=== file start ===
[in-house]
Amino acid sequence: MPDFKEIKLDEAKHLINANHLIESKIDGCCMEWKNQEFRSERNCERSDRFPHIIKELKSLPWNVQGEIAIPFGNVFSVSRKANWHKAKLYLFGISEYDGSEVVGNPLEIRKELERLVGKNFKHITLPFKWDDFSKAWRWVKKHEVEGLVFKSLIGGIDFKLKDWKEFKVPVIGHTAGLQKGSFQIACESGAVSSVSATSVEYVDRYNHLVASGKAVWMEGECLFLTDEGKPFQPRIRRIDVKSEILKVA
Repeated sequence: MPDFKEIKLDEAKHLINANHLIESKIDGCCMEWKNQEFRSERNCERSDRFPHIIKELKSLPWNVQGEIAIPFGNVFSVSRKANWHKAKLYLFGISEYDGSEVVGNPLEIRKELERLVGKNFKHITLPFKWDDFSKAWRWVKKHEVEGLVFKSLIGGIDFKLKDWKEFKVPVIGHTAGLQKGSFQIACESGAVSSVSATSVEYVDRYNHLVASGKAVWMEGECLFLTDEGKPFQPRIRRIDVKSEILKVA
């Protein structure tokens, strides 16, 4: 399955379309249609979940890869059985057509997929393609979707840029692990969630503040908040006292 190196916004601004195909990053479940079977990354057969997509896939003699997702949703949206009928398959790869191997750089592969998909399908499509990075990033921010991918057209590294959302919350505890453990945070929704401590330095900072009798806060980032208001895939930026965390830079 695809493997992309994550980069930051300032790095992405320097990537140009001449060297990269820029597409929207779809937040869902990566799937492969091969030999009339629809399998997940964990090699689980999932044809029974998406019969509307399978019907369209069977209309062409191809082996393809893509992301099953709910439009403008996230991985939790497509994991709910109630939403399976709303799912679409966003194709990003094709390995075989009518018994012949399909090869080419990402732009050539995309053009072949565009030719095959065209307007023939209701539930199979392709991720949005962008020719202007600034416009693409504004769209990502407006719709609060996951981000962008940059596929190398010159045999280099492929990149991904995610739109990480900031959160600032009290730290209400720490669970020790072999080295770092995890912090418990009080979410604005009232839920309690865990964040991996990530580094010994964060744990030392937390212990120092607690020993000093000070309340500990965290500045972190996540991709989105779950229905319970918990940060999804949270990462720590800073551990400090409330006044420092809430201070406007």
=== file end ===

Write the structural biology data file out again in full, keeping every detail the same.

[in-house]
Amino acid sequence: MPDFKEIKLDEAKHLINANHLIESKIDGCCMEWKNQEFRSERNCERSDRFPHIIKELKSLPWNVQGEIAIPFGNVFSVSRKANWHKAKLYLFGISEYDGSEVVGNPLEIRKELERLVGKNFKHITLPFKWDDFSKAWRWVKKHEVEGLVFKSLIGGIDFKLKDWKEFKVPVIGHTAGLQKGSFQIACESGAVSSVSATSVEYVDRYNHLVASGKAVWMEGECLFLTDEGKPFQPRIRRIDVKSEILKVA
Repeated sequence: MPDFKEIKLDEAKHLINANHLIESKIDGCCMEWKNQEFRSERNCERSDRFPHIIKELKSLPWNVQGEIAIPFGNVFSVSRKANWHKAKLYLFGISEYDGSEVVGNPLEIRKELERLVGKNFKHITLPFKWDDFSKAWRWVKKHEVEGLVFKSLIGGIDFKLKDWKEFKVPVIGHTAGLQKGSFQIACESGAVSSVSATSVEYVDRYNHLVASGKAVWMEGECLFLTDEGKPFQPRIRRIDVKSEILKVA
């Protein structure tokens, strides 16, 4: 399955379309249609979940890869059985057509997929393609979707840029692990969630503040908040006292 190196916004601004195909990053479940079977990354057969997509896939003699997702949703949206009928398959790869191997750089592969998909399908499509990075990033921010991918057209590294959302919350505890453990945070929704401590330095900072009798806060980032208001895939930026965390830079 695809493997992309994550980069930051300032790095992405320097990537140009001449060297990269820029597409929207779809937040869902990566799937492969091969030999009339629809399998997940964990090699689980999932044809029974998406019969509307399978019907369209069977209309062409191809082996393809893509992301099953709910439009403008996230991985939790497509994991709910109630939403399976709303799912679409966003194709990003094709390995075989009518018994012949399909090869080419990402732009050539995309053009072949565009030719095959065209307007023939209701539930199979392709991720949005962008020719202007600034416009693409504004769209990502407006719709609060996951981000962008940059596929190398010159045999280099492929990149991904995610739109990480900031959160600032009290730290209400720490669970020790072999080295770092995890912090418990009080979410604005009232839920309690865990964040991996990530580094010994964060744990030392937390212990120092607690020993000093000070309340500990965290500045972190996540991709989105779950229905319970918990940060999804949270990462720590800073551990400090409330006044420092809430201070406007």